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Merkel Leads in German Election, Schroeder Won't Concede

Exit polls in Germany show conservative challenger Angela Merkel with a thin lead after Sunday's general elections, but not enough to form a center-right coalition. Chancellor Gerhard Schroeder refuses to concede defeat and says he can still lead the next government.

It was one of the hardest-fought elections in German history, and the early indications are that Europe's biggest and richest nation may be heading for political stalemate rather than a clear mandate for change.

The first exit polls give Ms. Merkel's Christian Democrats between 35 and 36 percent of the vote and Mr. Schroeder's Social Democrats just under 34 percent. That is a worse than expected showing for the Christian Democrats and a better than expected result for Mr. Schroeder, who started the campaign 20 points behind his conservative rival.

Ms. Merkel's preferred coalition partner, the pro-business Free Democrats (FDP) made a strong showing for a small party, polling more than 10 percent of the vote. But the combined result of the two conservative groups does not give them the majority in parliament Ms. Merkel needs to form a government.

Still, Ms. Merkel, who campaigned for radical tax and labor reforms to kick-start Germany's stagnant economy, says her Christian Democrats have earned the right to form the next government because they got the most votes.

"The union party has a very clear mandate to build a government in a very difficult situation," she explained. "Of course, for a CDU-FDP government, we do not have enough votes, but I will undertake the task of building a government which is able to function."

But a defiant Chancellor Schroeder indicated he will not concede and told cheering supporters in Berlin that the election was a defeat for Ms. Merkel.

"I do not understand, and I'm sure that people in Germany do not understand either how the CDU could be so self-confident and so arrogant, how the CDU can make and claim political leadership from a disastrous result in these elections. I feel reconfirmed to make sure that, over the next few years, there will be a stable government under my leadership," he said.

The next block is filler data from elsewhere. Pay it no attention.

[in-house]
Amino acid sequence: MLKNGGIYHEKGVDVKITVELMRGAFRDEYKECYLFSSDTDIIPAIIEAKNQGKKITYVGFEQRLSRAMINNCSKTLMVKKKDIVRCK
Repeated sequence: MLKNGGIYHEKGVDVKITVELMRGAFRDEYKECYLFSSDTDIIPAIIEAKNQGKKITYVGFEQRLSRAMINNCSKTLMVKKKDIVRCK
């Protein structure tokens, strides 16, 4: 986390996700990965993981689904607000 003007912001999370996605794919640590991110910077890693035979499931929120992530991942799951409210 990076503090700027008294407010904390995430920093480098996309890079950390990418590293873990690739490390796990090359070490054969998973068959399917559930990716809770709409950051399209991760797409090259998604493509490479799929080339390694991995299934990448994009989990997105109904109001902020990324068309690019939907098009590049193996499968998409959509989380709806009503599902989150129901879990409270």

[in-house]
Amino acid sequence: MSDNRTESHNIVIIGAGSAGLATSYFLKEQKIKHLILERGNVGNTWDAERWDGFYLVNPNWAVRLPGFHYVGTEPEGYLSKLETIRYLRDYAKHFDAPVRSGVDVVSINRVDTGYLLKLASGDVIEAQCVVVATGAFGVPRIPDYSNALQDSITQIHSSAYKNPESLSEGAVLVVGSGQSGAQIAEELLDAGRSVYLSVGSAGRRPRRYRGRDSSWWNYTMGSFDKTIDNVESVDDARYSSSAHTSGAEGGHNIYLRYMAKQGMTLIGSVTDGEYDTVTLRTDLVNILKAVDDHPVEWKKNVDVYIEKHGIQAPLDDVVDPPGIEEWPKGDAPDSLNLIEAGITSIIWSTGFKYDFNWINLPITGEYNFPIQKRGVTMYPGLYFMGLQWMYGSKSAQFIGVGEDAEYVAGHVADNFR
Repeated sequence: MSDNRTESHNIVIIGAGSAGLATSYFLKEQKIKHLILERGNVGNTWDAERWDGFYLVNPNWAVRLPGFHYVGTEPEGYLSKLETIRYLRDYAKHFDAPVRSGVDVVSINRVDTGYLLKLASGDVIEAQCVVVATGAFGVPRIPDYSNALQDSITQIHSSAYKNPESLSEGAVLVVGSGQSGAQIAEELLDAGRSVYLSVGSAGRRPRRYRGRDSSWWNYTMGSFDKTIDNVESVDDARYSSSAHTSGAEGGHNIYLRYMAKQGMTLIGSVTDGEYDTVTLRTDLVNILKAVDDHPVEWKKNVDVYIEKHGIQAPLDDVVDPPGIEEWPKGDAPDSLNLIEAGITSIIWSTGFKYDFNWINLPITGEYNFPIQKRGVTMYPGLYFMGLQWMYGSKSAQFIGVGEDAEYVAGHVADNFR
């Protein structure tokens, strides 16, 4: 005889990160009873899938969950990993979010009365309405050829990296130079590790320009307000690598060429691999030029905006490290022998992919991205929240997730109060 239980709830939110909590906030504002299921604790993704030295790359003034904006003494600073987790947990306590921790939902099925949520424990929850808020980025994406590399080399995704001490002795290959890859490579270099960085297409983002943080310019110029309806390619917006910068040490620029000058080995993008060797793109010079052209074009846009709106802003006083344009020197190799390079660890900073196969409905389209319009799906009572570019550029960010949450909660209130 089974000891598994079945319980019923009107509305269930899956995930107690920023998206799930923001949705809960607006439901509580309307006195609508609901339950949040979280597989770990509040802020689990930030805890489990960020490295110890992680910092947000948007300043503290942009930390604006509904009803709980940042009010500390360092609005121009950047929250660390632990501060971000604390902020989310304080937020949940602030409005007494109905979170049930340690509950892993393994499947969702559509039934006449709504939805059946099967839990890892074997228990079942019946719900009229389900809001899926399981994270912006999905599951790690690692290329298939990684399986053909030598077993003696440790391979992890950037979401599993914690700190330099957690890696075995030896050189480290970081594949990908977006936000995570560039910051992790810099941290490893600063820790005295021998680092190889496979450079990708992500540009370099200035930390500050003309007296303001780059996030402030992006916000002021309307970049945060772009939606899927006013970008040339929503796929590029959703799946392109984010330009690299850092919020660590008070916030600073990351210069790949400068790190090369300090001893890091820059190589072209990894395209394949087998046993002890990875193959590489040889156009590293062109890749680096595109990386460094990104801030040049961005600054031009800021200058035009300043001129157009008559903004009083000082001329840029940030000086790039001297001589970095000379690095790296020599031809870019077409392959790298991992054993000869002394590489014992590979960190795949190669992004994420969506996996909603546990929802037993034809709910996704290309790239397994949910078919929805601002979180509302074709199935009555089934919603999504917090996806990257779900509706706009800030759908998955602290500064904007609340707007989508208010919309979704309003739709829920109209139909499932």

Mr. Schroeder says Ms. Merkel's calls for radical change are not what Germany needs and that his own moderate reforms will soon reduce Germany's 11 percent unemployment.

Negotiations to form a governing coalition have already begun. And experts say the next government will either be a grand coalition of the Christian Democrats and Social Democrats or a Social Democrat-led coalition with the Greens and the Free Democrats. But the Free Democrats say they will not join any such group. And both of the big parties have ruled out any coalition with the new Left Party made up of former East German communists and Social Democrat dissidents.

Professor Lutz Erbring, a political scientist at Berlin's Free University, says a grand coalition of the big parties would lead to stagnation but, given the Free Democrats' refusal to join a so-called traffic light coalition, is the most likely result.

"The prospects of a red-yellow-green coalition seems so remote at this point that the chances of a grand coalition unloved by everybody and desired by none is probably what is going to happen," said Mr. Erbring.

Professor Erbring says such a grand coalition could never agree on what reforms to undertake and that political paralysis would be the end result.

But, at this stage, it is too early to know just how the final results will play out and what kind of coalition will emerge in Europe's biggest nation.